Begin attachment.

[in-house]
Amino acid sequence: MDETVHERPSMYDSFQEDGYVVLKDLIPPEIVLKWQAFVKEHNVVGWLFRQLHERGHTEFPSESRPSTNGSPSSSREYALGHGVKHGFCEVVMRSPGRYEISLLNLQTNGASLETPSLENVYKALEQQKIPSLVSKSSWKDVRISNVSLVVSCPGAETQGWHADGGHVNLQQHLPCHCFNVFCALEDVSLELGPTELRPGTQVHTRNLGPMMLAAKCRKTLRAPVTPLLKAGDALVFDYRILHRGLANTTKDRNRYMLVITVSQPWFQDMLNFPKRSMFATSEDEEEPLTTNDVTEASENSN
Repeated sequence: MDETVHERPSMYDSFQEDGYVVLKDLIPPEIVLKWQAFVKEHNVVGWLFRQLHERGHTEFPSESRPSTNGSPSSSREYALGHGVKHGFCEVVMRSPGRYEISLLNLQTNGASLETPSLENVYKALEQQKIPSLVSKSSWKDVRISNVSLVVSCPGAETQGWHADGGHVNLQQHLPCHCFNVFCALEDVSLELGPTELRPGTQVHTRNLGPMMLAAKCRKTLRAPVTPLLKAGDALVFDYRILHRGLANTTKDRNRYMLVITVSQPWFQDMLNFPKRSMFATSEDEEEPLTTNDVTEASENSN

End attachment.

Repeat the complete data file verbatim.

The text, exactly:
[in-house]
Amino acid sequence: MDETVHERPSMYDSFQEDGYVVLKDLIPPEIVLKWQAFVKEHNVVGWLFRQLHERGHTEFPSESRPSTNGSPSSSREYALGHGVKHGFCEVVMRSPGRYEISLLNLQTNGASLETPSLENVYKALEQQKIPSLVSKSSWKDVRISNVSLVVSCPGAETQGWHADGGHVNLQQHLPCHCFNVFCALEDVSLELGPTELRPGTQVHTRNLGPMMLAAKCRKTLRAPVTPLLKAGDALVFDYRILHRGLANTTKDRNRYMLVITVSQPWFQDMLNFPKRSMFATSEDEEEPLTTNDVTEASENSN
Repeated sequence: MDETVHERPSMYDSFQEDGYVVLKDLIPPEIVLKWQAFVKEHNVVGWLFRQLHERGHTEFPSESRPSTNGSPSSSREYALGHGVKHGFCEVVMRSPGRYEISLLNLQTNGASLETPSLENVYKALEQQKIPSLVSKSSWKDVRISNVSLVVSCPGAETQGWHADGGHVNLQQHLPCHCFNVFCALEDVSLELGPTELRPGTQVHTRNLGPMMLAAKCRKTLRAPVTPLLKAGDALVFDYRILHRGLANTTKDRNRYMLVITVSQPWFQDMLNFPKRSMFATSEDEEEPLTTNDVTEASENSN